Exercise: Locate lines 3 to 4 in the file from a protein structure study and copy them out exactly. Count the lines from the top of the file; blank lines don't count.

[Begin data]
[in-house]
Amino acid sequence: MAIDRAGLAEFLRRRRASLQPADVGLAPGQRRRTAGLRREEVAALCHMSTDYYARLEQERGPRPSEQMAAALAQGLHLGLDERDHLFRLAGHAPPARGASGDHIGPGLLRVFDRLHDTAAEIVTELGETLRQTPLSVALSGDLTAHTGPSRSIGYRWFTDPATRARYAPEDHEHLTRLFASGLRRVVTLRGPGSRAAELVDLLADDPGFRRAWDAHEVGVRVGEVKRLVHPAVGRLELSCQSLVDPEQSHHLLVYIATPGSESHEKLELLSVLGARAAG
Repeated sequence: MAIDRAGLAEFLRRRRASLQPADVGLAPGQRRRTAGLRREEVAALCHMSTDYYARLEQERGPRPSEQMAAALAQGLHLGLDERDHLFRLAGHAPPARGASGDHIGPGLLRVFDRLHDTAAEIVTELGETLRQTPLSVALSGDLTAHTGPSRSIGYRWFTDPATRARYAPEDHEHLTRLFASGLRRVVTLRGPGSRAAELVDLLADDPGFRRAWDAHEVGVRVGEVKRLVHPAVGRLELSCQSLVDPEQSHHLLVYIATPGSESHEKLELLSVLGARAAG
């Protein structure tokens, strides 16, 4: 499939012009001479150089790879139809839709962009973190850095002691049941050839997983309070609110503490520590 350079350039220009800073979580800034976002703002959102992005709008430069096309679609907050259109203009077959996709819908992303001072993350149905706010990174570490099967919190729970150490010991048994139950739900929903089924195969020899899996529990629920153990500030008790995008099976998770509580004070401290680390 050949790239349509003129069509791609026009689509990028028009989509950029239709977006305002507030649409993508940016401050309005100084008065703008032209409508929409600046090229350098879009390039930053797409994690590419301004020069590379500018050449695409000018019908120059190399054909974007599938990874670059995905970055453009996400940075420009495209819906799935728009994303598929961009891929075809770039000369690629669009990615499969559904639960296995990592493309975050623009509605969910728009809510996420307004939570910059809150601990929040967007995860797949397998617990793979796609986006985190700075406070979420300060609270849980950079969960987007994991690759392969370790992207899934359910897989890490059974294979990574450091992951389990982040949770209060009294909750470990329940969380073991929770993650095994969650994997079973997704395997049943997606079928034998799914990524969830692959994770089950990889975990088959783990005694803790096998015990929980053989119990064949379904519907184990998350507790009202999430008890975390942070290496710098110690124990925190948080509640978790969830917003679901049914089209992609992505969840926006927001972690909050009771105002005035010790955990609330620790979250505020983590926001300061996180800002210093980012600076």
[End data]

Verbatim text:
Repeated sequence: MAIDRAGLAEFLRRRRASLQPADVGLAPGQRRRTAGLRREEVAALCHMSTDYYARLEQERGPRPSEQMAAALAQGLHLGLDERDHLFRLAGHAPPARGASGDHIGPGLLRVFDRLHDTAAEIVTELGETLRQTPLSVALSGDLTAHTGPSRSIGYRWFTDPATRARYAPEDHEHLTRLFASGLRRVVTLRGPGSRAAELVDLLADDPGFRRAWDAHEVGVRVGEVKRLVHPAVGRLELSCQSLVDPEQSHHLLVYIATPGSESHEKLELLSVLGARAAG
């Protein structure tokens, strides 16, 4: 499939012009001479150089790879139809839709962009973190850095002691049941050839997983309070609110503490520590 350079350039220009800073979580800034976002703002959102992005709008430069096309679609907050259109203009077959996709819908992303001072993350149905706010990174570490099967919190729970150490010991048994139950739900929903089924195969020899899996529990629920153990500030008790995008099976998770509580004070401290680390 050949790239349509003129069509791609026009689509990028028009989509950029239709977006305002507030649409993508940016401050309005100084008065703008032209409508929409600046090229350098879009390039930053797409994690590419301004020069590379500018050449695409000018019908120059190399054909974007599938990874670059995905970055453009996400940075420009495209819906799935728009994303598929961009891929075809770039000369690629669009990615499969559904639960296995990592493309975050623009509605969910728009809510996420307004939570910059809150601990929040967007995860797949397998617990793979796609986006985190700075406070979420300060609270849980950079969960987007994991690759392969370790992207899934359910897989890490059974294979990574450091992951389990982040949770209060009294909750470990329940969380073991929770993650095994969650994997079973997704395997049943997606079928034998799914990524969830692959994770089950990889975990088959783990005694803790096998015990929980053989119990064949379904519907184990998350507790009202999430008890975390942070290496710098110690124990925190948080509640978790969830917003679901049914089209992609992505969840926006927001972690909050009771105002005035010790955990609330620790979250505020983590926001300061996180800002210093980012600076």